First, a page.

*

Intro: The Elite Toolbar Remover was created by an Italian male named Gian Carlo Calo who is very careful to keep his personal information off of the web. Calo would seem to be one of several Italians who have formed the company Simply Tech. The company offers the freeware Elite Toolbar Remover as well as freeware encryption programs. Paypal donations are requested on a discrete location at the bottom of the page.

Latest Version. SimplyTech's new Elite Toolbar Remover has just announced another update (to Version 2.1.2) that removes SearchMiracle.EliteBar [a.k.a. YupSearch (see YupSearch Addendum), Elite Toolbar, Elitum, ETBrun, LQ, etc.] even without putting the computer in Safe Mode.

vs. PokaPoka. The site JayLoden.com, however, recently reports (Oct 14, 2005 01:20AM) that the tool is presently unable to remove variants of PokaPoka above pokapoka75:

"There is a new version of the ETRemover from SimplyTech out, so if you're experiencing problems with EliteBar and/or PokaPoka I suggest you try that. I gave it a go on the most current pokapoka variant I could get (pokapoka76) and it didn't remove it at the time of writing. However, I will be sending the author of ETRemover a dump file of pokapoka76.exe and hopefully he will be able to update ETRemover."

vs. EliteBar.d. As VGS reported, on May 22, the Elite Toolbar Remover can not remove adw_elitebar.d. This variant utilizes entirely random files names. The variant is not common.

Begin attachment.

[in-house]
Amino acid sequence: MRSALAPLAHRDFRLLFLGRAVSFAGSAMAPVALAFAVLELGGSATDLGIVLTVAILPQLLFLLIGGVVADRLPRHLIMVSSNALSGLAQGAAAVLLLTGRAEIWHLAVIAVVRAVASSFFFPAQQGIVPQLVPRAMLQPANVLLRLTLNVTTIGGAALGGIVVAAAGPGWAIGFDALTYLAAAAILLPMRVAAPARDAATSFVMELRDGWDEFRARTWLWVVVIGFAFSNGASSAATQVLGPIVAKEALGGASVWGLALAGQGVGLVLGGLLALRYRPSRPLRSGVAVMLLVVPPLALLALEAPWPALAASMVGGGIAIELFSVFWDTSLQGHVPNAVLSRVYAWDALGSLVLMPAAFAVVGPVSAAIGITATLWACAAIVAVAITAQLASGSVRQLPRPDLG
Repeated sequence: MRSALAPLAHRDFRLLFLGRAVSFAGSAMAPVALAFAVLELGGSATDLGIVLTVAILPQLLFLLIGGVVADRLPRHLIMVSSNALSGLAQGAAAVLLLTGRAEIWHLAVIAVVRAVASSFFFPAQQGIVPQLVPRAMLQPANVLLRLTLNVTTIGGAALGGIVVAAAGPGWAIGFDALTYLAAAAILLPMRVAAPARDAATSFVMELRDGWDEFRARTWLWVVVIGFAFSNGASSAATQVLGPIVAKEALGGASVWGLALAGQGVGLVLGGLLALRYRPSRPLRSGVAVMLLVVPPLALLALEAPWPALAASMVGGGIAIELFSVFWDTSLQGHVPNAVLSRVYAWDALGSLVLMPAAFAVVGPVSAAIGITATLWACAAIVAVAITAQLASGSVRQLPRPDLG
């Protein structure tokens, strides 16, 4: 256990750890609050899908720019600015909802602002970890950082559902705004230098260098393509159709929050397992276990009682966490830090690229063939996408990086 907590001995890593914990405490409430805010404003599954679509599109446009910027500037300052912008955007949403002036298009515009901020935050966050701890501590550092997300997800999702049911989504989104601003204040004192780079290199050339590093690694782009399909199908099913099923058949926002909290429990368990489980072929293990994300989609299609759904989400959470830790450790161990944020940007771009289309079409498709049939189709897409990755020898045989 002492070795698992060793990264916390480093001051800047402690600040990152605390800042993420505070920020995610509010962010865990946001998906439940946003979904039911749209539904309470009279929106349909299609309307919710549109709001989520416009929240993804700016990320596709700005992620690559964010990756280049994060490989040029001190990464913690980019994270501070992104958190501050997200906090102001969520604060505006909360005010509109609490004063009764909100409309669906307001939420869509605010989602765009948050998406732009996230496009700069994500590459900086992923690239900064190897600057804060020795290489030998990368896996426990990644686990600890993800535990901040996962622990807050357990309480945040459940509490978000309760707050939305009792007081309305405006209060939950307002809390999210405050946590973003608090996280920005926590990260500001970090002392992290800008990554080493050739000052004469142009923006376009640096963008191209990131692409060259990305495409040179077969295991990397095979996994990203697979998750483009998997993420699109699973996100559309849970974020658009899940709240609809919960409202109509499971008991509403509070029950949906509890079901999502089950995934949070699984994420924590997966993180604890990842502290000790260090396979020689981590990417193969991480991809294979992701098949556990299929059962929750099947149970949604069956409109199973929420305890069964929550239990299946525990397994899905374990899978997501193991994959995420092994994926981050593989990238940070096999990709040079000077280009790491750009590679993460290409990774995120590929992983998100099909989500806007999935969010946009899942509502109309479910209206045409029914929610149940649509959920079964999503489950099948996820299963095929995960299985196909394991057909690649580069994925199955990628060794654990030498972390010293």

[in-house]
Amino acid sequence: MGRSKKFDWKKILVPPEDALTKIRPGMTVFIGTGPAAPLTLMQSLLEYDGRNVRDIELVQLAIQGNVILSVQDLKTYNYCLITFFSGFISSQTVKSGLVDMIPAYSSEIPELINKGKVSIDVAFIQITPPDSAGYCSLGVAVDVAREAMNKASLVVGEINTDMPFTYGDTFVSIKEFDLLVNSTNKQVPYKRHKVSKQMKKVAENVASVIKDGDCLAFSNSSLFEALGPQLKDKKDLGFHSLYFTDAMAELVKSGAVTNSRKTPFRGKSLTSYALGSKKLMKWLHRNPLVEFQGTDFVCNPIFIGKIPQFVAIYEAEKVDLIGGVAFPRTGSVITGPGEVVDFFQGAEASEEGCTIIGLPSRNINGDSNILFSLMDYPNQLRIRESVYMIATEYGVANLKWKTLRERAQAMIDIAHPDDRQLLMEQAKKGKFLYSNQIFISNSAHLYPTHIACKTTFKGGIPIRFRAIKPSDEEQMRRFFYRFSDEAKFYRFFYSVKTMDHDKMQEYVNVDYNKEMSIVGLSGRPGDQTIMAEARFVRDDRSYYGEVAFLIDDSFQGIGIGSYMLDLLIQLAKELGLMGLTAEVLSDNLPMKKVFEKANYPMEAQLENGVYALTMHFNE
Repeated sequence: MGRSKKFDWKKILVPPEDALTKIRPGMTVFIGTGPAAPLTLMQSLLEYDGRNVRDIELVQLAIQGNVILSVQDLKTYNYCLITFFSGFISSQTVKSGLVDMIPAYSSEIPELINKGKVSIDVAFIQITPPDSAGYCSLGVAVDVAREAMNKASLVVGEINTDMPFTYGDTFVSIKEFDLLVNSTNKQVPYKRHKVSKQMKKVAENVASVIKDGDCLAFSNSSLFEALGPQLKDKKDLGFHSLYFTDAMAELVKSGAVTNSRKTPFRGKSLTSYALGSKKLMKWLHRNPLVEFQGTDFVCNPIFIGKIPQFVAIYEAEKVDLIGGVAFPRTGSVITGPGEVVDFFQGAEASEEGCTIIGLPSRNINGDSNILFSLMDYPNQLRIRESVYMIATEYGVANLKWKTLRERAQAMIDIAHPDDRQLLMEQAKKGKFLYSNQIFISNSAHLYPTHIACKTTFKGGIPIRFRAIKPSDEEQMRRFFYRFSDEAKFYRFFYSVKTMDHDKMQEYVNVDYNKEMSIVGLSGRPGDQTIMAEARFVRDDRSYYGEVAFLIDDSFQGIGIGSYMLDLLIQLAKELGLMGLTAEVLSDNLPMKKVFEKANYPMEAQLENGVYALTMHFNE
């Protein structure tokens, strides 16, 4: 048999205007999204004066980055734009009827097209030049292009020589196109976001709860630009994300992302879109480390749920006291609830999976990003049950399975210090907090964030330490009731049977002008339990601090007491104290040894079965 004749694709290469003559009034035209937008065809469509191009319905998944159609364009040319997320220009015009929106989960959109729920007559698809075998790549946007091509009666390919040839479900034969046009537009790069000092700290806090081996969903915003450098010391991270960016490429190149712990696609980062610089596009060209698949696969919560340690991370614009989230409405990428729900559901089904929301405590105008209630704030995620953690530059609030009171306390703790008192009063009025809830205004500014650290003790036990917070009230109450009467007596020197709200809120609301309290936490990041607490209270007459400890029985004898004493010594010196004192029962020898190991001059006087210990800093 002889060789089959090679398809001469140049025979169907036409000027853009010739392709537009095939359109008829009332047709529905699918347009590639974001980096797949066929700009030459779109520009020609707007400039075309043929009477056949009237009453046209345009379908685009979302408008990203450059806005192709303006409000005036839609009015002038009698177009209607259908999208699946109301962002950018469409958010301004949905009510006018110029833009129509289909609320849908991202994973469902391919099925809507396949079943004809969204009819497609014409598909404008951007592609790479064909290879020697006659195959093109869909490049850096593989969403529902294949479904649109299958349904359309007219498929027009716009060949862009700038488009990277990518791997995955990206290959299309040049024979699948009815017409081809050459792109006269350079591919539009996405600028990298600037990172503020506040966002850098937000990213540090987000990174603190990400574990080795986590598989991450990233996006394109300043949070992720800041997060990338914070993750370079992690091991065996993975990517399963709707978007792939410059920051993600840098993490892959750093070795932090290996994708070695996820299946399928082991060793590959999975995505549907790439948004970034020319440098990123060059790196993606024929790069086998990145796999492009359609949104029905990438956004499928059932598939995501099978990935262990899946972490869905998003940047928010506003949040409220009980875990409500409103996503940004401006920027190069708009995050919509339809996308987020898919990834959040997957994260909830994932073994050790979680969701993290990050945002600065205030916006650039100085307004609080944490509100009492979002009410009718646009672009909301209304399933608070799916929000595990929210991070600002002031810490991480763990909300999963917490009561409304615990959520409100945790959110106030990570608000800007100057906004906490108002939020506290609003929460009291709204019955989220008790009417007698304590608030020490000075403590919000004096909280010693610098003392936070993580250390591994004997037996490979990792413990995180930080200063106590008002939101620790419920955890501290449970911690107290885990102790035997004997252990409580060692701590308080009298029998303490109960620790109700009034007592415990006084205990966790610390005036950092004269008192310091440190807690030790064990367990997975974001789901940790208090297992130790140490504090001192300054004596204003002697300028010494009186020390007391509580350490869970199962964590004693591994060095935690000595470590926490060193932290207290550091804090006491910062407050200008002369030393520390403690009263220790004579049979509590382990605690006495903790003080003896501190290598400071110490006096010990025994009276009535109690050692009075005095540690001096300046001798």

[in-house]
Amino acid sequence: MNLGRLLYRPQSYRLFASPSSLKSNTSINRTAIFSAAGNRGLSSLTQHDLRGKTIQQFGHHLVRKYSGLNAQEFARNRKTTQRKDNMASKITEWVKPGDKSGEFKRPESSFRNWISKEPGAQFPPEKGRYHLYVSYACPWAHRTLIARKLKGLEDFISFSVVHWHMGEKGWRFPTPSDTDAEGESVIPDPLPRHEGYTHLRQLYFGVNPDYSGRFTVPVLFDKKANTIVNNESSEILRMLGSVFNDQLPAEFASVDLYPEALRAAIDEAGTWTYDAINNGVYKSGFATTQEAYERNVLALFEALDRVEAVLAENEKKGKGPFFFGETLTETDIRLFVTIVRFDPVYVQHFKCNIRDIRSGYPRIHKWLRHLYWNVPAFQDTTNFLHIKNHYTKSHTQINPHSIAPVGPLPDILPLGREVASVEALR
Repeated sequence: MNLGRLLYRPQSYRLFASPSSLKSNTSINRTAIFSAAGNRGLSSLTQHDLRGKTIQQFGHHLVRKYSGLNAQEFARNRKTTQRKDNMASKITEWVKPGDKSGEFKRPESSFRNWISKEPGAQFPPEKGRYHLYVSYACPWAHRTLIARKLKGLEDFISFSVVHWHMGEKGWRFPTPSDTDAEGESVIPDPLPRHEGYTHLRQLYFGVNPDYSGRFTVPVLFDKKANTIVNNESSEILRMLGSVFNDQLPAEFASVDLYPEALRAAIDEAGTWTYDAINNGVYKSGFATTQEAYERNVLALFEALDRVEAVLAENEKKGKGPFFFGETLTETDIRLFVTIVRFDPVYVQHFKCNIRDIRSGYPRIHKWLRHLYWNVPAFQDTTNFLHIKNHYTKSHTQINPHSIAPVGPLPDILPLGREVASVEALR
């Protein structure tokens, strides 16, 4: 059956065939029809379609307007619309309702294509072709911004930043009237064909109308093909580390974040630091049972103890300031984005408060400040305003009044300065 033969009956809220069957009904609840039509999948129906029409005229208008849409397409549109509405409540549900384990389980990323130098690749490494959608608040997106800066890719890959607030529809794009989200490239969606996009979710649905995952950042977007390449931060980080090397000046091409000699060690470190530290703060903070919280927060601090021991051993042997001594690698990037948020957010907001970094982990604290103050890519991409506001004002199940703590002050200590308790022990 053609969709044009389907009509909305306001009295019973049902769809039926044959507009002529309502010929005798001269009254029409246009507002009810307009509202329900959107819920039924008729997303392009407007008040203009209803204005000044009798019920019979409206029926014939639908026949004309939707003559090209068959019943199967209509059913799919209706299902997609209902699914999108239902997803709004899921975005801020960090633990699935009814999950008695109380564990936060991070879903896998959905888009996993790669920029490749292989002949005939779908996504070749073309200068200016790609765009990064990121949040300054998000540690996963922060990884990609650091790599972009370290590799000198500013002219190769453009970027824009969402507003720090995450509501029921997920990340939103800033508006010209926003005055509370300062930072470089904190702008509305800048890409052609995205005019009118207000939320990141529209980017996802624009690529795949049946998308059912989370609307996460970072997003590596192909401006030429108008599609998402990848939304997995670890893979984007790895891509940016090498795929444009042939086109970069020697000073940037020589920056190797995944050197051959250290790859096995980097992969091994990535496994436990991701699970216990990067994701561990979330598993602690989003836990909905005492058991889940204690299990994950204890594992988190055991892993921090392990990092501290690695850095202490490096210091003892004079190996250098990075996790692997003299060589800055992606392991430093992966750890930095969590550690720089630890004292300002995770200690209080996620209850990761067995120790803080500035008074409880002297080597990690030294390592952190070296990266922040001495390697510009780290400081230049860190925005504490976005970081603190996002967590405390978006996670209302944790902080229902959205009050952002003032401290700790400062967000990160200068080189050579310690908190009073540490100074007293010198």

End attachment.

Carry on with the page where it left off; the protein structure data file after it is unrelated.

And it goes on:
Removes other malware. Calo claims that the tool can remove the following other infections, as well: EliteBar; EliteToolbar; EliteSidebar; BargainBuddy; Browser Aid; CashToolbar; FreshBar; GameSpy; MoneyTree; Nail.exe; NaviSearch; navpsrvc.exe (also known as: W32/Forbot-EF, worm); SearchMeUp; SideStep; Spybot - Randex; SupportSoft; SurfSideKick; Win32.RBot; Winmon.exe (also known as: W32/Agobot-KA, trojan); WinMoviePlugIn; and InternetExplorer Plugin. Limited searching on these claims indicates that the tool does in fact remove these adware/malware items.

EliteBar fights back. The creators of SearchMiracle.EliteBar have specifically attempted to develope new variants to target the Elite Toolbar Remover (a fine recommendation of Calo's skills). Newer versions of the Remover have involved features and instructions in order to overcome these counterattacks:


The variants in circulation [since] the end of January 2005... do a cache detect of the words: "EliteToolbarRemoverV10.zip" which was the old name of our previous version 1.0.

If you are trying to download it from a mirror site you will receive the following error:

''Cannot copy file, Cannot read from file source or disk''

This is not a message from your operating system, but a stupid message from the malware that is actually running in your PC.

The new variants of the malware also completely conceal the presence of the EliteToolbarRemoverV10.exe, so that if you are opening the archive you can only see the readme.doc file that is attached to that and you cannot see the *.exe even though it is
[actually] there! After all, these are very clever programmers, aren't they?

Anyway, it is
[certain] that these people will also blacklist the new name of the zip we are using now, so if this occurs... we suggest you to download the software to another PC and [put] it on a diskette or a USB pendrive and run it on the infected PC in Safe Mode, as usual.